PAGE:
After the record of La Pucelle's triumph, in the first volume of this work, the most painfully interesting portion of the second is, the fatal catastrophe of her extraordinary adventures, on falling into the hands of the Burgundians, and being sold by them to the English. We feel, a sentiment of personal shame for our countrymen, in reading the series of base treacheries, perjuries, cruelties, and outrages, practised on this innocent, noble young creature, against whom nothing could be alleged, but her conspicuously pious and patriotic devotion to the cause of her country. Every thing she did, and said, and suffered, demonstrates the innocence of her heart, the brilliancy of her natural talents, and the purity, good faith, and grandeur of her sentiments. It is shocking to reflect, that any human being (especially a young female), so perfectly worthy of admiration, and so clear of offence, after the most rigorous sifting of thought and action, should have suffered such protracted tortures of mind and body, as were inflicted on the guiltless Jeanne D'Arc.
It appears, that the most learned body then in the world, the University of Paris, as soon as they learned that Jeanne had fallen into the hands of the Burgundians, wrote to the Duke of Burgundy, requesting that the young girl might be cited before an ecclesiastical tribunal on suspicion of magic and sorcery. She was in consequence removed from Crotery to Rouen, where her treatment was so rigorous as to amount to cruelty,--cruelty as great as, either under the instigation of religious bigotry or secular policy, ever stained the unrelenting hand of power. Some authors affirm, that, for a certain period, she was shut up in an iron cage.
The feet of the wretched captive were confined in iron fetters, and a chain, encircling her body, was attached, by means of a lock, to an immense bar of wood. It is stated that, while in prison, she had been violently assaulted, molested, beaten, and her hair torn; that an English lord'strove to violate her person; and that the Bishop of Beauvais, her most relentless persecutor and betrayer, told one of the assessors, that the Earl of Warwick, hearing the cries of the Pucelle, went to her rescue, threatened the guards, and appointed others to supply their places.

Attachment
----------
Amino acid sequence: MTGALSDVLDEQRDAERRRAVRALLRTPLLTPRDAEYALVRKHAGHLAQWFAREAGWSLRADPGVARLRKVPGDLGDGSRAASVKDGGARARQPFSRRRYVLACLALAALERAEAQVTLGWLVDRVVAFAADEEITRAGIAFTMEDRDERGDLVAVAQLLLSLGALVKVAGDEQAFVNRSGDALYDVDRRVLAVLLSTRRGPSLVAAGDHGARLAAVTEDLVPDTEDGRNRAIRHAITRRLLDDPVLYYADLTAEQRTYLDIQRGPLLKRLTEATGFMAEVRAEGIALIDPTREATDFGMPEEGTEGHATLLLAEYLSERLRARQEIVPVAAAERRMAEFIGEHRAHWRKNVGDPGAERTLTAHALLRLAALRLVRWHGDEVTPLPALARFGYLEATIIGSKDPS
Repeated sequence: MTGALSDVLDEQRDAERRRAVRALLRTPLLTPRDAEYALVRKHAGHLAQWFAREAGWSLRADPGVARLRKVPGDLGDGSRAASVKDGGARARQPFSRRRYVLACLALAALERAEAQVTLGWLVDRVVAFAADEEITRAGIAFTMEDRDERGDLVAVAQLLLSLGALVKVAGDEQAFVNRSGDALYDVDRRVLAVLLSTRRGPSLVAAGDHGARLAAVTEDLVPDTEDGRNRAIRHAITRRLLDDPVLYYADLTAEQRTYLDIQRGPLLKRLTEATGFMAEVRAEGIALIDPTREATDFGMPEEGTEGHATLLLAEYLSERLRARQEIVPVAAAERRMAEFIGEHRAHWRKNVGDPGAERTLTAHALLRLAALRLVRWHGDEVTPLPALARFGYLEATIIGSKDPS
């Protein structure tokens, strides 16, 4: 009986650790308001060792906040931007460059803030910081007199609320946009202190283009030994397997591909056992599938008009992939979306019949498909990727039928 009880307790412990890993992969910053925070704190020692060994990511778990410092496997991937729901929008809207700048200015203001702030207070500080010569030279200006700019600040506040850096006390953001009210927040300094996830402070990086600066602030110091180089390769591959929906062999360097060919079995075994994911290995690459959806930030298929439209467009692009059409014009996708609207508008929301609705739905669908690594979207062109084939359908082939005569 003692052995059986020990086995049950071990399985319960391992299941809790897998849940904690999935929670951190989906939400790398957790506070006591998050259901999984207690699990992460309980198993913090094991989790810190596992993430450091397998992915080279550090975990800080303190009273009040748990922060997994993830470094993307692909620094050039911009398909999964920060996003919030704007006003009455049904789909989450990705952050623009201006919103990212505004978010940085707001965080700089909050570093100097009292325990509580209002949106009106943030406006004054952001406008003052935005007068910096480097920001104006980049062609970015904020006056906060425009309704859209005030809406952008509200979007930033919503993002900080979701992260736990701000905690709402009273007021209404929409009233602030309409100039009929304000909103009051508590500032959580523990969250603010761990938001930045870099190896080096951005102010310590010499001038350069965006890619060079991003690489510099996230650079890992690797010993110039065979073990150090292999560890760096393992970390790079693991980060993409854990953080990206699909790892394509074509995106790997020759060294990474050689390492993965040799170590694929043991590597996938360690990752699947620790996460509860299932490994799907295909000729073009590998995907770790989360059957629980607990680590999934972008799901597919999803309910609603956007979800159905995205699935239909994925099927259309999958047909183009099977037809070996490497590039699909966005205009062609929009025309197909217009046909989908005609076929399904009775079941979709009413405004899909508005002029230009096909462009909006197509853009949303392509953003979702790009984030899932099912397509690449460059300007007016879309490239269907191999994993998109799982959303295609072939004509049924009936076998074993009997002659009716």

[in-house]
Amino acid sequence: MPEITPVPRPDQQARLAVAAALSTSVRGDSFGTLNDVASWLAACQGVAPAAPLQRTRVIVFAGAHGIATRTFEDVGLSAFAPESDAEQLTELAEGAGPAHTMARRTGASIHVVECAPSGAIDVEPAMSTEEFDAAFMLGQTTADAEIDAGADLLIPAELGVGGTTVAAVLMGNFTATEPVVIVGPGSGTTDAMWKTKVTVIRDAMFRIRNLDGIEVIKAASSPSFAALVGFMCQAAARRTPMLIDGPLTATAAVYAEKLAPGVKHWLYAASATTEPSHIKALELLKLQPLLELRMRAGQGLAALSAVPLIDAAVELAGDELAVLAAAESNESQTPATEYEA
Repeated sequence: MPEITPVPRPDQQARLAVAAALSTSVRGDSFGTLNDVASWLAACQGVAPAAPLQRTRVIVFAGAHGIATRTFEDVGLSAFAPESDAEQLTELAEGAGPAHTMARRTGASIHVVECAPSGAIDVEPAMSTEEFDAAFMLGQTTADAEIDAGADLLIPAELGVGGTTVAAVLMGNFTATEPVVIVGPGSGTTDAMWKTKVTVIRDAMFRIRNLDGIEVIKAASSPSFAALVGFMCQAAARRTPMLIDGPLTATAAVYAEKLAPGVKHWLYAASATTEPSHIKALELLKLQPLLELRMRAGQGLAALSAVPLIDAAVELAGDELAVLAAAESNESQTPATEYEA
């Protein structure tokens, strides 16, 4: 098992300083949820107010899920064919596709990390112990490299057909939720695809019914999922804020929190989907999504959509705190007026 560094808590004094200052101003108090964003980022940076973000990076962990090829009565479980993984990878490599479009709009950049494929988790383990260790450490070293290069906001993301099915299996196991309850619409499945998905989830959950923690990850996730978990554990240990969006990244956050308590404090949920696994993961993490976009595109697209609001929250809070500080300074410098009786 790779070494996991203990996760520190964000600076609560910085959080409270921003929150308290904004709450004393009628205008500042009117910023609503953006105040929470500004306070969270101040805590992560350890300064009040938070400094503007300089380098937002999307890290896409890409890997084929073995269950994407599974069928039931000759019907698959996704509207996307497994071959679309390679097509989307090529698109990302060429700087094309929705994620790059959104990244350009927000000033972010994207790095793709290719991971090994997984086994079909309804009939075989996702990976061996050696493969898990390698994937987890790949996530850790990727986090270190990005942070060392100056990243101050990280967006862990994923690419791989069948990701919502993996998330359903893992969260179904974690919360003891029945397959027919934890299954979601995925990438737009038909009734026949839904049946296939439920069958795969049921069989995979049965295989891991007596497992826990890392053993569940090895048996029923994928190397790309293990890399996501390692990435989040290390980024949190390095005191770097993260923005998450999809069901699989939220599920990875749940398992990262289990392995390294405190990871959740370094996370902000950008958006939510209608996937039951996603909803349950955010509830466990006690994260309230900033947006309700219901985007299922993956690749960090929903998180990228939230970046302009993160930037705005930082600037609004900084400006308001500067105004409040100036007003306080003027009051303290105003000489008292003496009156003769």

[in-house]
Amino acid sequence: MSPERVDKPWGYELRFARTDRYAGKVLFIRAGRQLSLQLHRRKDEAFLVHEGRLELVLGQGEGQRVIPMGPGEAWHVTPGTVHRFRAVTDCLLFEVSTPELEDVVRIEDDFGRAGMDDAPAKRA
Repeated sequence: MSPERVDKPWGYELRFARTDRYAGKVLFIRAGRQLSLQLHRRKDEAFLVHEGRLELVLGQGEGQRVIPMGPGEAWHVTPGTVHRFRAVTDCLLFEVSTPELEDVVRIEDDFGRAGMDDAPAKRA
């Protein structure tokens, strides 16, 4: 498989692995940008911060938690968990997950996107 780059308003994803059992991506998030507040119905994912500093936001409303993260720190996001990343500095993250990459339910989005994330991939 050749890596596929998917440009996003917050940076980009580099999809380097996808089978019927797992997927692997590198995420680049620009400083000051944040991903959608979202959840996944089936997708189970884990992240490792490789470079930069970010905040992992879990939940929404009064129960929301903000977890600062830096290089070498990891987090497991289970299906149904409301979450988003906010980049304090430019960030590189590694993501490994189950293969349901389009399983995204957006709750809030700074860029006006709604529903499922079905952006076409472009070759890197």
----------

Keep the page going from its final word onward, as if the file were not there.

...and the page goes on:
“ On being asked, why she had borne her banner foremost at the coronation of Charles VII. at Rheims, she answered, * It is but just, that such as contributed to the work, should share the honour.' An answer worthy of everlasting record, as Voltaire expresses himself,
" When it was demanded, whether she had given the soldiers to understand, that her banner was the symbol of prosperity, she exclaimed, “No! I said to them, for all assurance, Enter boldly into the midst of the English ; and I entered there myself.' Can any one deny the sublimity of the ejaculation ?"
We abstain from any lengthened commentary on the following description, the chords of every human heart, whose avenues of sympathy have not been closed against the throb of pity, must vibrate with horror and regret, on perusing the melancholy detail of youth, beauty, and talent-of more than human virtue-perishing, unpitiedly, amidst insult, agony, and despair.
“ The English, impatient to behold the sacrifice of their unhappy victim, began to murmur at these delays, upon which, without any ceremonious sign or form of judgment, they destined the heroine to the flames, ordering the executioner to do his duty.